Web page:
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Maaradactylus, new toothed pterosaur (Anhangueridae) from Early Cretaceous of Brazil

Ben Creisler

A new paper:

Renan A. M. Bantim, Antônio A. F. Saraiva, Gustavo R. Oliveira &
Juliana M. Sayão (2014)
A new toothed pterosaur (Pterodactyloidea: Anhangueridae) from the
Early Cretaceous Romualdo Formation, NE Brazil.
Zootaxa 3869 (3): 201–223 (1 Oct. 2014)
doi: http://dx.doi.org/10.11646/zootaxa.3869.3.1

A new species of pterosaur, Maaradactylus kellneri gen. nov., sp. nov.
(Archosauria: Pterosauria) from the Romualdo Formation
(Aptian/Albian), is herein described. The specimen (MPSC R 2357) was
found at Sítio São Gonçalo, Santana do Cariri city (State of Ceará,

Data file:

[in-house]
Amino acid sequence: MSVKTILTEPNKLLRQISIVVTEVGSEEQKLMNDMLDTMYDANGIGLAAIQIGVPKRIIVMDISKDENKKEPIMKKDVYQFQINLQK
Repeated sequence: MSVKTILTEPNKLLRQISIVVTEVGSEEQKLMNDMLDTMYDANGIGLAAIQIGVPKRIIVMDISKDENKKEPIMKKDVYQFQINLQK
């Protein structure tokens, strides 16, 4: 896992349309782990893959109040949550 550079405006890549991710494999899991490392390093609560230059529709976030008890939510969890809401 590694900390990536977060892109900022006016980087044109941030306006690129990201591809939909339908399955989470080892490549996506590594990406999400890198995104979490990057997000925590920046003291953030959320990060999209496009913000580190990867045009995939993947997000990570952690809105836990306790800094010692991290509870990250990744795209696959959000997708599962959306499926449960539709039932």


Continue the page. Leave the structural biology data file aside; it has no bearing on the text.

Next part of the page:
northeast Brazil) and consists of the skull, atlas and axis, and
represents one of the largest skulls of the Anhangueridae from the
Araripe Basin described. The autapomorphies of the new pterosaur
include the following characters: a premaxillary sagittal crest that
is relatively long and high, beginning at the anterior part of the
skull (rostrum) and extending to the 22nd pair of alveoli, not
covering the nasoantorbital fenestra or the choanaes, and also the
presence of 35 pairs of alveoli; smooth palatal ridge, which starts on
the 5th pair of alveoli and ends on the 13th pair; palate is convex
shaped in the anterior region; choanae not extending laterally; small
and convex palatal elevation; the 5th, 6th and 7th alveoli smaller
than the 4th and 8th; the alveoli decreasing in size from the 9th to
the 12th and increasing from the 13th to 18th, and from the 18th to
the 35th they are arranged in triplets. Furthermore, the lateral
surface of the premaxillary crest shows grooves and tridimensional
structures that may have housed blood vessels.